New SC Johnson Research Tower Book

(This is not a review -- I haven't read, or even seen the book yet. But, for God's sake, it's by Mark Hertzberg. I haven't seen the Sistine Chapel either, but I'd recommend that you see it if you go to Rome)

[_Frank Lloyd Wright's SC Johnson Research Tower_]( by Mark Hertzberg [has shipped to booksellers]( and should soon be appearing on shelves and webpages wherever books are sold (in his blog post announcing the book's availability, Mark asks that you consider purchasing the book from a local shop. Amazon links on my site give me a small amount of credit, but I'd be happier if you made a purchase from locally-owed store -- Amazon's recommendation algorithm is no replacement for the potential serendipity found in wandering real bookshelves stacked with real books). The book is published by Pomegranate and is priced at $19.95.

The single-structure book is the best sub-category within the Frank Lloyd Wright genre -- at allows an author to dig into the core ideas that Wright meant to enshrine in the building, how he solved (or failed to solve) the requirements of the client and how the building has fared, or not, in the decades since its design. In these books, the author can select or create the photos that support the direction of his or her book, rather than the stock photos that so often fill the broader, look-at-everything books that are so common (also, the single-building books are cheaper -- a big feature in my case). Mark has experience in this sort of work. He is the author of [_Frank Lloyd Wright's Hardy House_]( and [_Wright in Racine: The Architect's Vision for One American City_](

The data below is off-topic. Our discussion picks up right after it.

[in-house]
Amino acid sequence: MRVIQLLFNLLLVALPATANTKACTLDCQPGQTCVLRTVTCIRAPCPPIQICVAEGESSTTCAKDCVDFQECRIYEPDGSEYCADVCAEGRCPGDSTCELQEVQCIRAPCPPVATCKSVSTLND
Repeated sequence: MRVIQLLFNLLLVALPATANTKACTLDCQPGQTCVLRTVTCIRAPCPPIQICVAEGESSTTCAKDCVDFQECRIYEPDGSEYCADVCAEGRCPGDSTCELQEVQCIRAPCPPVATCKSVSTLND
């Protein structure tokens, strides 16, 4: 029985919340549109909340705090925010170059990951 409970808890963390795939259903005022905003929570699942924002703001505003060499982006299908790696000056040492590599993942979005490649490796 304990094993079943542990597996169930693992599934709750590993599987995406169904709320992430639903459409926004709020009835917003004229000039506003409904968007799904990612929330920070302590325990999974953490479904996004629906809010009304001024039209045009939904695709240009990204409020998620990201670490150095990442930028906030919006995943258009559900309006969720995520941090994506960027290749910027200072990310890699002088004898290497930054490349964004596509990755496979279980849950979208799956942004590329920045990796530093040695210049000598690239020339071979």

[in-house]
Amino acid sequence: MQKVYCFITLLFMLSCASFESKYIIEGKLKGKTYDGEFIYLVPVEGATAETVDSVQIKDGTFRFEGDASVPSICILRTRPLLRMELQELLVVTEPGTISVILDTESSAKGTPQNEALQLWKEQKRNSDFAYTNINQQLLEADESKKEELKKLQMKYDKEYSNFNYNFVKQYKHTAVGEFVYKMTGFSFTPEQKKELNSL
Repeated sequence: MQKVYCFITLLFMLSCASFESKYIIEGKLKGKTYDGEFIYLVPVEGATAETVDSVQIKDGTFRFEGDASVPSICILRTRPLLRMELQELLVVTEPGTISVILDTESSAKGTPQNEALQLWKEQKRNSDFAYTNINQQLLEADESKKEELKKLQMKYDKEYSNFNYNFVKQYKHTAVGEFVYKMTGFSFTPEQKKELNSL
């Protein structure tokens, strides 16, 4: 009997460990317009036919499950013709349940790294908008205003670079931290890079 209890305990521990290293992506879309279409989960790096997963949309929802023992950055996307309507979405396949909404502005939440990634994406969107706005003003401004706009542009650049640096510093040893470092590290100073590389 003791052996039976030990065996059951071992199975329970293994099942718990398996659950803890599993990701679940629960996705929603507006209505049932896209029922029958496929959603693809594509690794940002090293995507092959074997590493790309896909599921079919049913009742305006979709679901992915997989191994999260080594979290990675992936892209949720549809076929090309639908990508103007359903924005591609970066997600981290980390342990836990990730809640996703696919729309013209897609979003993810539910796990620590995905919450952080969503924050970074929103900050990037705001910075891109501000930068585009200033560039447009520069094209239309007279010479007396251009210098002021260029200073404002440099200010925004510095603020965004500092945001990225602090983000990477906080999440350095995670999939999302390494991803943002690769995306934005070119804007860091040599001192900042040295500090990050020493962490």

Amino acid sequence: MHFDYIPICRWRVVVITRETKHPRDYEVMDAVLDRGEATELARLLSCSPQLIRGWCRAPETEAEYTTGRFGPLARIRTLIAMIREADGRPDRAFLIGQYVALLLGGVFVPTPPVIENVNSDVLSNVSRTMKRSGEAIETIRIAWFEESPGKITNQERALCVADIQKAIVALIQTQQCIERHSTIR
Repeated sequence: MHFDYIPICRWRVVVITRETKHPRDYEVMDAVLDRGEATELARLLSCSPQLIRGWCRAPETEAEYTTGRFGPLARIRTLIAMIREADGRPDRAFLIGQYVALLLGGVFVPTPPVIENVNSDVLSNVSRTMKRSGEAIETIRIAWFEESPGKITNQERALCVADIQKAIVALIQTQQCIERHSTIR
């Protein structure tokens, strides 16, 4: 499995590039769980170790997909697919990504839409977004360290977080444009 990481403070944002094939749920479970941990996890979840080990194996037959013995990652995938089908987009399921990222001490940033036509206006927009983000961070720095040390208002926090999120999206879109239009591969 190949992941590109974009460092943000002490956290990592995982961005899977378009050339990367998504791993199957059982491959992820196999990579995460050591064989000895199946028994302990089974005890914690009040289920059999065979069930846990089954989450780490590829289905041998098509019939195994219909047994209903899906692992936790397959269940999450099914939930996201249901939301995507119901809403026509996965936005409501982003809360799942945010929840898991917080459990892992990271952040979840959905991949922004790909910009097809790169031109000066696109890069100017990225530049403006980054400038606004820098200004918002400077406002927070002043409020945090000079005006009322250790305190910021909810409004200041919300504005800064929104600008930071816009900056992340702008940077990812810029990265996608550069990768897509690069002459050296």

As a professional photographer and a long-time resident of Racine, Wisconsin, Mark is well-equipped to create a study of the Research Tower. As the author of books about other Racine-area Wright buildings -- and as a journalist covering the Wright beat -- he's already spent years thinking and writing about Wright's work in Racine.

The book is also likely a unique opportunity to see the interior of the Research Tower -- it's been closed for decades and there may never be an opportunity to tour it in the near future. Even Mark's access to the tower was unusual. Each year thousands of tourists visit Wright's Administration Building next door, but they can't go inside the Wright masterpiece adjacent. Unless you can engineer your way into becoming The absolute monarch of Wisconsin, you won't see the inside either.

In September, [Mark will be in Mason City, Iowa to give a talk on the tower](, and he will also be a presenter at the [Frank Lloyd Wright Building Conservancy's Annual Conference in Cincinnati]( Later this week, an interview with him is expected to appear on [PrairieMod](